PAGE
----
BRIEF SYNOPSIS: The human species approaches extinction as the Earth’s ocean levels rise with no end in sight.
PROS: Wonderfully bleak mood that intensifies as the book progresses.
CONS: The prevalence of technology during the decline of civilization occasionally took me out of the story.
BOTTOM LINE: The book evokes a memorably bleak mood that lingers between readings.
Stephen Baxter’s Flood, which is part disaster novel and part apocalyptic fiction, documents the rising level of Earth’s oceans. The phenomenon is gradual enough at first to avoid too much concern among the world population, but it soon becomes apparent that not only is the problem more serious than first perceived — and more than can be attributed to global warming alone — but the rate at which the water is rising is increasing. What occurs over the course of the novel, which spans 36 years, is the gradual decline of civilization. It starts by people fleeing to higher ground and progresses to camps of survivors dealing with the harsh reality of deteriorating resources.
The descent into extinction is seen through the eyes of four people, all of whom were held captive together for five years. Their rescue came via the self-serving altruism of Nathan Lammockson, a rich entrepreneur who uses his resources to help civilians while increasing his influence and power. After their ordeal, the ex-captives promise to stay in touch; they are: former US Air Force pilot Lily Brooke, who ends up working for Nathan and riding the coattails of his long term plan for survival; Helen Gray, who vows to find the baby she had while in captivity; Gary Boyle, a NASA scientist and weather expert who tries to understand the source of the rising flood waters; and British officer Piers Michaelmas, who throws himself headlong into responding to the global eco-threat. They try to return to normal lives, but they find that the world is now threatened by the rising tides.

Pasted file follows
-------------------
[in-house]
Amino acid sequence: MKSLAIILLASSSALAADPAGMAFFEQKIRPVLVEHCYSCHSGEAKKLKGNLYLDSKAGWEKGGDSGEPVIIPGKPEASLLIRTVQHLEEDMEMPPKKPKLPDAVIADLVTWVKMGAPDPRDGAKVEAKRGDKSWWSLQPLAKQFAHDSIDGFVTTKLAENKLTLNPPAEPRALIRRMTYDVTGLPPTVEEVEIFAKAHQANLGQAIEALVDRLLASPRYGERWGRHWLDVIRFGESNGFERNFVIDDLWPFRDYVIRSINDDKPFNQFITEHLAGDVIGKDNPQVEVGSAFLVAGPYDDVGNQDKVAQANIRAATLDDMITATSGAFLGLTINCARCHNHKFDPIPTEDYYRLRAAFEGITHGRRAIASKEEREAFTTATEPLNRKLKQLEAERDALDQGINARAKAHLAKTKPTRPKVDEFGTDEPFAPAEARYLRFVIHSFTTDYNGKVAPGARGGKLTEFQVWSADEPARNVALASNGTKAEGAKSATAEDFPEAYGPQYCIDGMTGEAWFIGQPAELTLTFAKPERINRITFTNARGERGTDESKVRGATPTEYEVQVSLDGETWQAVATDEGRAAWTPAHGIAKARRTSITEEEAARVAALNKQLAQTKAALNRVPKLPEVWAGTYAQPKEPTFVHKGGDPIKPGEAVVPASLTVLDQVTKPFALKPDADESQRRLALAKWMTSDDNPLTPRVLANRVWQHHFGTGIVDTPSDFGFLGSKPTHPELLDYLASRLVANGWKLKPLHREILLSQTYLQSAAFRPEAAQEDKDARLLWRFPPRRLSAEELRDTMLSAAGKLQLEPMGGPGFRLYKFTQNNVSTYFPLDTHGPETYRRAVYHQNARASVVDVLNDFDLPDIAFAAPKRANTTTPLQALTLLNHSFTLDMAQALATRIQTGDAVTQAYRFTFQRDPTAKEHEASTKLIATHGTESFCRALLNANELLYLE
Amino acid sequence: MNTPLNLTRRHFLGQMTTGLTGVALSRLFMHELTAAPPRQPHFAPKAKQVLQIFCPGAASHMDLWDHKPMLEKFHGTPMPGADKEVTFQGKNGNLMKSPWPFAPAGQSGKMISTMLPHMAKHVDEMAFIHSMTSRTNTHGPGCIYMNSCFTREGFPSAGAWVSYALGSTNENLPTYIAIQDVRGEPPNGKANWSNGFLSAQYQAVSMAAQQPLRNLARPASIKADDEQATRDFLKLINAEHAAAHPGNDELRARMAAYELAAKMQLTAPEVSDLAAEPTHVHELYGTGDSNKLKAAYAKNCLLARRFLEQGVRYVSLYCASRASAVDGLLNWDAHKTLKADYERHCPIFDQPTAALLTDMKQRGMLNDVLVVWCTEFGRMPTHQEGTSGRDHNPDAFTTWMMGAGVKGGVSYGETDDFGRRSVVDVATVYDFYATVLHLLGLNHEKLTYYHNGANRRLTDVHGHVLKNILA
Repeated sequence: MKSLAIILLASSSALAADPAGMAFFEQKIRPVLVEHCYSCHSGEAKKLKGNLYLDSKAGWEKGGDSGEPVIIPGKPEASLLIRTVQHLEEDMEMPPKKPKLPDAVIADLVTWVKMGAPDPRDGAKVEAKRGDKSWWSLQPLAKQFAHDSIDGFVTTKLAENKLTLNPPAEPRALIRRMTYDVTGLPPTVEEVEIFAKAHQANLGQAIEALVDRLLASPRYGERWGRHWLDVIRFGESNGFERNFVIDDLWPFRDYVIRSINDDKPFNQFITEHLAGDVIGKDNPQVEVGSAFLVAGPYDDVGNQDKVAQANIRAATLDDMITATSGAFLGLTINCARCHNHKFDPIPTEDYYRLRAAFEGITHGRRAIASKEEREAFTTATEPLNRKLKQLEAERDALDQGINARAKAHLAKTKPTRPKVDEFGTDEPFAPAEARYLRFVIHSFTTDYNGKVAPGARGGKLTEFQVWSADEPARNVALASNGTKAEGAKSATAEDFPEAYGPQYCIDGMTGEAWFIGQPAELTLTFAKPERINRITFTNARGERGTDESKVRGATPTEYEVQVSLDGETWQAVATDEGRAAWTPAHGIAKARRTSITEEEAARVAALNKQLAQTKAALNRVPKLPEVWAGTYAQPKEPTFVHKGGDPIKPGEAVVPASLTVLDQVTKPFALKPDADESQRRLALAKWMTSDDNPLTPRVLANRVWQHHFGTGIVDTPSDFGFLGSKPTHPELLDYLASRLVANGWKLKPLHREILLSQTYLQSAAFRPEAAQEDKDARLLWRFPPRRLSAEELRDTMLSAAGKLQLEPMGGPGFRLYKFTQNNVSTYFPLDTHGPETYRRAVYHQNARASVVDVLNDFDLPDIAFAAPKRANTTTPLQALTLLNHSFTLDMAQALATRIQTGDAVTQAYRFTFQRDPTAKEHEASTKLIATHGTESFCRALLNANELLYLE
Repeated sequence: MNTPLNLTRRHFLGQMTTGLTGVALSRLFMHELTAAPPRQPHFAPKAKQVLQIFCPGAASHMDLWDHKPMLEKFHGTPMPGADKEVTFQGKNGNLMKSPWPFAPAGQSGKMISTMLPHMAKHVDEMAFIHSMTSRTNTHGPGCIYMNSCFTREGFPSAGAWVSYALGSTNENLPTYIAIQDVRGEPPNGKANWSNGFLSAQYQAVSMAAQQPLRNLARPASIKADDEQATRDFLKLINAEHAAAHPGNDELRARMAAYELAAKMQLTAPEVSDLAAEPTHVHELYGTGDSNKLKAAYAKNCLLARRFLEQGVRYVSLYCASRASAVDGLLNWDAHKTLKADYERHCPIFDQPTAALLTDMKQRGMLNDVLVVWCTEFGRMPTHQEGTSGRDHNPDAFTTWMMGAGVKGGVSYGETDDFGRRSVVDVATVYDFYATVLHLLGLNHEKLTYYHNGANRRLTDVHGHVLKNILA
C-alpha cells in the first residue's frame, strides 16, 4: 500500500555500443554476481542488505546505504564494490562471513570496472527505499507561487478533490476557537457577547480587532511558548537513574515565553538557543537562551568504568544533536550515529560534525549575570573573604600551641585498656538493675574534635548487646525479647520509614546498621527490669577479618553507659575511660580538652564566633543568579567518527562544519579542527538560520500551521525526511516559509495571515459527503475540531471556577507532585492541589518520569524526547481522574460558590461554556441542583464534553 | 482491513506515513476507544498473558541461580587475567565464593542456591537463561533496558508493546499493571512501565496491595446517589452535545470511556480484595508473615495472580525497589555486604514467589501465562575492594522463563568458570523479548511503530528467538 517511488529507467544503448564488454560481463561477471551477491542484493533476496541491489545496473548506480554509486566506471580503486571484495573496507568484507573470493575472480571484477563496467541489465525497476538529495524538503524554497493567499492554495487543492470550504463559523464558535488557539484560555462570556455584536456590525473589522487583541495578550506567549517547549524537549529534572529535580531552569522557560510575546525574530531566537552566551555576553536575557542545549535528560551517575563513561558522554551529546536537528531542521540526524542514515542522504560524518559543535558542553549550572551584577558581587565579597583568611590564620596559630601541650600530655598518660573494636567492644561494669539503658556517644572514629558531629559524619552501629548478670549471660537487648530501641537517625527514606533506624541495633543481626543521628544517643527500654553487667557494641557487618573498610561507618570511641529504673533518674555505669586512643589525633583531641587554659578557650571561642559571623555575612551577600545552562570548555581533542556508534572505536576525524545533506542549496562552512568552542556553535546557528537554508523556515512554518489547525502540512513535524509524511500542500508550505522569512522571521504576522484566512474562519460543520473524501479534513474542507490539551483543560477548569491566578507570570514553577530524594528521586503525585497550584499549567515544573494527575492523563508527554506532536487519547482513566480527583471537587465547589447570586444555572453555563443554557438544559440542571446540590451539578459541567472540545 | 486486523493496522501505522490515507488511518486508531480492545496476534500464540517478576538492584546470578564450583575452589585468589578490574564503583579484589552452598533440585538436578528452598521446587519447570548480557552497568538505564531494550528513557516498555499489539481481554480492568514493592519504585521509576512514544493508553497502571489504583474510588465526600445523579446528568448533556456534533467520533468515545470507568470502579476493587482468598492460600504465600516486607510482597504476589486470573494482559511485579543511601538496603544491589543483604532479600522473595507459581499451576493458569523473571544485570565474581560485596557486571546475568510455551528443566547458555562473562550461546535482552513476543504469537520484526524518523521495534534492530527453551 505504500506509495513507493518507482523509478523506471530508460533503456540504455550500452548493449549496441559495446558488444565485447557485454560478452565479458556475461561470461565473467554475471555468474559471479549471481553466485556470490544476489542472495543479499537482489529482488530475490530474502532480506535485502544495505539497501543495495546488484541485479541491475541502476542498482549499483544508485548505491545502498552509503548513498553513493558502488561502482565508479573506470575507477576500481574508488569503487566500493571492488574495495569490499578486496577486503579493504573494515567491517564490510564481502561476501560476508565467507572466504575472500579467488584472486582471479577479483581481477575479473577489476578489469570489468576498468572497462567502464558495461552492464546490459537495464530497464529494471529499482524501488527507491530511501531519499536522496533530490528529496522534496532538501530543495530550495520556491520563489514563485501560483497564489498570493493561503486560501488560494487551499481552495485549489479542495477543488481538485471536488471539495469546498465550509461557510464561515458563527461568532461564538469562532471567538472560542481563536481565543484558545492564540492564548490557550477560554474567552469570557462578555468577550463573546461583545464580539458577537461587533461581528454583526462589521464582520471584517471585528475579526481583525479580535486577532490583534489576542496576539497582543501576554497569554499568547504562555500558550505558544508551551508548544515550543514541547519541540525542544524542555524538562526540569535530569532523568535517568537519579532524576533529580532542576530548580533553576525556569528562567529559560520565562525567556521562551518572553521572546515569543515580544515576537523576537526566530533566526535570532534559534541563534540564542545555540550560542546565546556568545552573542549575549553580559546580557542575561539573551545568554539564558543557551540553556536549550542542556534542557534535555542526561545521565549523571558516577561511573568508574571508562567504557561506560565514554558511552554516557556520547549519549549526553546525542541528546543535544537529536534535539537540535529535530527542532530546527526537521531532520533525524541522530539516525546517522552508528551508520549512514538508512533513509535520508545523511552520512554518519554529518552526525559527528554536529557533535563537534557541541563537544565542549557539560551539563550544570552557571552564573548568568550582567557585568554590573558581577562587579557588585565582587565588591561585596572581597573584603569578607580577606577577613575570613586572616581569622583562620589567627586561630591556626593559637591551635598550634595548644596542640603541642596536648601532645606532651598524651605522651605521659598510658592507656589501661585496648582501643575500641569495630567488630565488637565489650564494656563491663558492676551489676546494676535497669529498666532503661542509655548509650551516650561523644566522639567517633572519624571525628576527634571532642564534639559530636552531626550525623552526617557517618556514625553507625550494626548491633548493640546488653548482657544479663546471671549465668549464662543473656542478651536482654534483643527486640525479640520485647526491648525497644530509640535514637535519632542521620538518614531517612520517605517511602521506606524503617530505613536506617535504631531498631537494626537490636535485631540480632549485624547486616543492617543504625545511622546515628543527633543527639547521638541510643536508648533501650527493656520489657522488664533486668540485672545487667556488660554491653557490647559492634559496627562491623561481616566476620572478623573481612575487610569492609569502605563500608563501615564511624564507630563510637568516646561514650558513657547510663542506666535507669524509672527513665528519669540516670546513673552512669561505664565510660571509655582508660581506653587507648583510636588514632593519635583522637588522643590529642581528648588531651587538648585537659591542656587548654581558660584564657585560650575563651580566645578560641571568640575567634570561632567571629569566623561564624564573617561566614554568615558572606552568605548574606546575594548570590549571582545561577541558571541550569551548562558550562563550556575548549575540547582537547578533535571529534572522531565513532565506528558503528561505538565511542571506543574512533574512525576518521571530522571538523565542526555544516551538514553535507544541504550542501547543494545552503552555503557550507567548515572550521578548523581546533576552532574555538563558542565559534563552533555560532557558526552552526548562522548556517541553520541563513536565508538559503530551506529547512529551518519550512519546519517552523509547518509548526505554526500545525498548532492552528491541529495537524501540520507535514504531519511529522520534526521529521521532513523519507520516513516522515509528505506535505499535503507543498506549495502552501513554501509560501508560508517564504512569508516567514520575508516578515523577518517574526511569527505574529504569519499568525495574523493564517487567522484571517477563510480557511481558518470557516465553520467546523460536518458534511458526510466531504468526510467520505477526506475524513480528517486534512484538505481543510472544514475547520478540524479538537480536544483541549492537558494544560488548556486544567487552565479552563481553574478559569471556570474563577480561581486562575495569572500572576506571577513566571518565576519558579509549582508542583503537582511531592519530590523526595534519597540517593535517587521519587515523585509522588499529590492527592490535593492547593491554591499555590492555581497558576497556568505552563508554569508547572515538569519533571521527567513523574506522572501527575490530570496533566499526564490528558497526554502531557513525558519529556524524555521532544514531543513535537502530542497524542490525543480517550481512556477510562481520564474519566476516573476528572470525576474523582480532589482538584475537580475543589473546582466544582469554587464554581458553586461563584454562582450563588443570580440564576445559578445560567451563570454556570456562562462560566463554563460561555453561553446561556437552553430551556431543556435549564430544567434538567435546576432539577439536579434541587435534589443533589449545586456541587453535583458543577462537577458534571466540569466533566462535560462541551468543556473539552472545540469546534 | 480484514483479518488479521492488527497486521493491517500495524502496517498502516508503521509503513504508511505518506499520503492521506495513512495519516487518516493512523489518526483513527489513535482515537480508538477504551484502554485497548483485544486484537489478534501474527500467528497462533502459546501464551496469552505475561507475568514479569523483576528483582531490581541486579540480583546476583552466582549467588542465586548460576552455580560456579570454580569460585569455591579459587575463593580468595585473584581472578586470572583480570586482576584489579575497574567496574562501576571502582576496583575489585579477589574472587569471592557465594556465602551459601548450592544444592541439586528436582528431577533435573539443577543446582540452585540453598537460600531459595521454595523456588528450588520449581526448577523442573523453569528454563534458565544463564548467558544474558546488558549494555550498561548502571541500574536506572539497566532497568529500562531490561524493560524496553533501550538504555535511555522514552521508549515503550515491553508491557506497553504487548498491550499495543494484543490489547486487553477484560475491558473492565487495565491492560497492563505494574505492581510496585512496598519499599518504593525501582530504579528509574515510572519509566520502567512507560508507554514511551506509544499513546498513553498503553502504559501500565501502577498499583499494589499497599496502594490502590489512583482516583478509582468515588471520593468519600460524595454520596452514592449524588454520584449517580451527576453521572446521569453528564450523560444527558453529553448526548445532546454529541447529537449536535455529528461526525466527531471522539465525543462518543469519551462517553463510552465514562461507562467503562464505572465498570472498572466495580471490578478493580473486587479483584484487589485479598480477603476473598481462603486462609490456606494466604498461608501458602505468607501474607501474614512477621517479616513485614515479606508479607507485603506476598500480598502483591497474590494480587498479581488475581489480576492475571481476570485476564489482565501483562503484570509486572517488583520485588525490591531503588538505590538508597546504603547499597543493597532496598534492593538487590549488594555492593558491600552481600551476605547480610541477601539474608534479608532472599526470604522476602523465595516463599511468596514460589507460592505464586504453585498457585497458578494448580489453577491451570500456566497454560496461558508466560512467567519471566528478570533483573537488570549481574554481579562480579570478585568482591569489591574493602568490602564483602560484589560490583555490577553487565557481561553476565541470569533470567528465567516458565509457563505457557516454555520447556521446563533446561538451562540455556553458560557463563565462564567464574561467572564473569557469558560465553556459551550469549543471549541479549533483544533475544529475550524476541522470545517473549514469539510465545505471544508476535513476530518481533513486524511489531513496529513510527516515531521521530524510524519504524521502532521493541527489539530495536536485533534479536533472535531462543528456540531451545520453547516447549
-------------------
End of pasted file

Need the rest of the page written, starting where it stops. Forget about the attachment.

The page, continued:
Flood is definitely more of an apocalyptic novel than it is a disaster novel. So instead of offering action-heavy scenes of heroics and destruction, it revolves around the characters and how they deal with the ever-changing world around them. There are scenes of mass destruction, of course, but they are usually seen from the impersonal perspective of helicopters or told of through a grapevine of dwindling survivors. The effect is not one of individual horrors but of global disaster. This sets a morose tone for the book that lingers between readings. That the story is told over decades shows that the flood is not a short-term problem, but a planet-changing event.
The seriousness of the human predicament intensifies as the story progresses and resources become even more precious. A select few (rich businessmen like Nathan and the dwindling governments) use the intervening years to prepare for a changed world. For her part, Lily benefits from her relationship with Nathan, who leverages technology to survive. There were a few moments related to this that pulled me out of the story, though. For example, will Internet and cell phone service survive that long with unattended maintenance? Then there are other scenes that starkly (and believably) present the survivors’ new reality, which pulled me right back in again.
A book with such a serious plot is a fertile soapbox for preachy symbolism: there’s a flood of biblical proportions; the inevitable ark; having the ecology strikes back at man, etc. I suppose readers can read however much of this they want into it, but Flood does not come off sounding to me as if it had a message to tell. What it did do was tell an engrossing story about the approaching end of mankind and it did so in a way that was believable and memorably bleak. There are at least two possibilities that the next book (the conclusion of this duology) could take. Having enjoyed Flood so much (as much as being depressed could be called enjoyable) I look forward to seeing where Baxter goes next.